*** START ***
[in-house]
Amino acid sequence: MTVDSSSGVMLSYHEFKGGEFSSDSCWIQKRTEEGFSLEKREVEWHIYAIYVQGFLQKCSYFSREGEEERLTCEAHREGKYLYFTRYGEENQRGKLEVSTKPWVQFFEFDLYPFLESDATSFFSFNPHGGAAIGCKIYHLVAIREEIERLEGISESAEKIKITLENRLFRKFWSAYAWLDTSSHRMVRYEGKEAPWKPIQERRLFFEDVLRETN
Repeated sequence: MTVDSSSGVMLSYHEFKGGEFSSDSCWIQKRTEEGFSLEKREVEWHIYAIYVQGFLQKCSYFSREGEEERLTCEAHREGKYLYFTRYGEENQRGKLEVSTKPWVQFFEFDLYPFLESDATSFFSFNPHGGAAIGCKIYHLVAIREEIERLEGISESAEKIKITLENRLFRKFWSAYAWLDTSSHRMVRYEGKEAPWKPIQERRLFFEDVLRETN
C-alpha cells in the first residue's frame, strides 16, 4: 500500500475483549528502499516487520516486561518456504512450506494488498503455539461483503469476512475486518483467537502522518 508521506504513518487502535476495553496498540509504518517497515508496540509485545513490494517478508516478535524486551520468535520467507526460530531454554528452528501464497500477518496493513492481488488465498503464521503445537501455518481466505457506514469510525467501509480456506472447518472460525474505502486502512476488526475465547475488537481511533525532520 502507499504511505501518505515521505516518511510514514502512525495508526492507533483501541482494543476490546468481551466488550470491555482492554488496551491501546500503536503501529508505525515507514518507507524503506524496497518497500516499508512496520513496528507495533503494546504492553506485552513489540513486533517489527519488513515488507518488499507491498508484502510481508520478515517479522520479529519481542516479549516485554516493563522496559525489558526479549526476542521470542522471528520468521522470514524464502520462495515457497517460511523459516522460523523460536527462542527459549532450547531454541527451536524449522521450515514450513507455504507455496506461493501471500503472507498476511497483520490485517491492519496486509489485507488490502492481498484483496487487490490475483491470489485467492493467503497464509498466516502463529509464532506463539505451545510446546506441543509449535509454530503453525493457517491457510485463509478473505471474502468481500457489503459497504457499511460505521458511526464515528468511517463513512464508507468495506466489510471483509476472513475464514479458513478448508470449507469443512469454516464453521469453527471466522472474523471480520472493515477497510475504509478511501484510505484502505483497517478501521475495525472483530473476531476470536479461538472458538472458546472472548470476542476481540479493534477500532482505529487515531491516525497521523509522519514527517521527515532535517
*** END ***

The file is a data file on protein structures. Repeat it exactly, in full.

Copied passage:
[in-house]
Amino acid sequence: MTVDSSSGVMLSYHEFKGGEFSSDSCWIQKRTEEGFSLEKREVEWHIYAIYVQGFLQKCSYFSREGEEERLTCEAHREGKYLYFTRYGEENQRGKLEVSTKPWVQFFEFDLYPFLESDATSFFSFNPHGGAAIGCKIYHLVAIREEIERLEGISESAEKIKITLENRLFRKFWSAYAWLDTSSHRMVRYEGKEAPWKPIQERRLFFEDVLRETN
Repeated sequence: MTVDSSSGVMLSYHEFKGGEFSSDSCWIQKRTEEGFSLEKREVEWHIYAIYVQGFLQKCSYFSREGEEERLTCEAHREGKYLYFTRYGEENQRGKLEVSTKPWVQFFEFDLYPFLESDATSFFSFNPHGGAAIGCKIYHLVAIREEIERLEGISESAEKIKITLENRLFRKFWSAYAWLDTSSHRMVRYEGKEAPWKPIQERRLFFEDVLRETN
C-alpha cells in the first residue's frame, strides 16, 4: 500500500475483549528502499516487520516486561518456504512450506494488498503455539461483503469476512475486518483467537502522518 508521506504513518487502535476495553496498540509504518517497515508496540509485545513490494517478508516478535524486551520468535520467507526460530531454554528452528501464497500477518496493513492481488488465498503464521503445537501455518481466505457506514469510525467501509480456506472447518472460525474505502486502512476488526475465547475488537481511533525532520 502507499504511505501518505515521505516518511510514514502512525495508526492507533483501541482494543476490546468481551466488550470491555482492554488496551491501546500503536503501529508505525515507514518507507524503506524496497518497500516499508512496520513496528507495533503494546504492553506485552513489540513486533517489527519488513515488507518488499507491498508484502510481508520478515517479522520479529519481542516479549516485554516493563522496559525489558526479549526476542521470542522471528520468521522470514524464502520462495515457497517460511523459516522460523523460536527462542527459549532450547531454541527451536524449522521450515514450513507455504507455496506461493501471500503472507498476511497483520490485517491492519496486509489485507488490502492481498484483496487487490490475483491470489485467492493467503497464509498466516502463529509464532506463539505451545510446546506441543509449535509454530503453525493457517491457510485463509478473505471474502468481500457489503459497504457499511460505521458511526464515528468511517463513512464508507468495506466489510471483509476472513475464514479458513478448508470449507469443512469454516464453521469453527471466522472474523471480520472493515477497510475504509478511501484510505484502505483497517478501521475495525472483530473476531476470536479461538472458538472458546472472548470476542476481540479493534477500532482505529487515531491516525497521523509522519514527517521527515532535517